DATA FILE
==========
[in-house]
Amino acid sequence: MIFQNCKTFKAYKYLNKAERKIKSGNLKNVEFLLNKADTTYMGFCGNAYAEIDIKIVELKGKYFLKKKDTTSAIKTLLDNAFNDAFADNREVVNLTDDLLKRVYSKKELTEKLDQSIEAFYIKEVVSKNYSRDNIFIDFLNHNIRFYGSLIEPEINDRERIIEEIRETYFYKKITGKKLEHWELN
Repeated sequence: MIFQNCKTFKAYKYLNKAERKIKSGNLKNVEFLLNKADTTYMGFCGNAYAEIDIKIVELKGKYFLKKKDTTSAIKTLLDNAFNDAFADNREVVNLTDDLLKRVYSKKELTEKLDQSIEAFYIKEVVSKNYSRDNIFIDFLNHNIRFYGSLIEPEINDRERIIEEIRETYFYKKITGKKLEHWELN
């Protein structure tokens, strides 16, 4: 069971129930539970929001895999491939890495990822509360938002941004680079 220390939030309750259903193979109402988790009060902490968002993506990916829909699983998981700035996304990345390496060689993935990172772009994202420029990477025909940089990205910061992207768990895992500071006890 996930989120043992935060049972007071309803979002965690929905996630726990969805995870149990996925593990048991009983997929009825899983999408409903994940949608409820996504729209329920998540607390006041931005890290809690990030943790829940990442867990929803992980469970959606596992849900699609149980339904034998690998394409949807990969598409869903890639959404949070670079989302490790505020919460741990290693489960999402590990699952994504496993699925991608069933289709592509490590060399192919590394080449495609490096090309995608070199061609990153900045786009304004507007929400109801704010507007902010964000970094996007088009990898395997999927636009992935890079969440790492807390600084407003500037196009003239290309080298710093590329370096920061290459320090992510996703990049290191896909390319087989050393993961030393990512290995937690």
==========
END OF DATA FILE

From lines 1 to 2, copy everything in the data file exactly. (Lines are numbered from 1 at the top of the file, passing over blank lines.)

[in-house]
Amino acid sequence: MIFQNCKTFKAYKYLNKAERKIKSGNLKNVEFLLNKADTTYMGFCGNAYAEIDIKIVELKGKYFLKKKDTTSAIKTLLDNAFNDAFADNREVVNLTDDLLKRVYSKKELTEKLDQSIEAFYIKEVVSKNYSRDNIFIDFLNHNIRFYGSLIEPEINDRERIIEEIRETYFYKKITGKKLEHWELN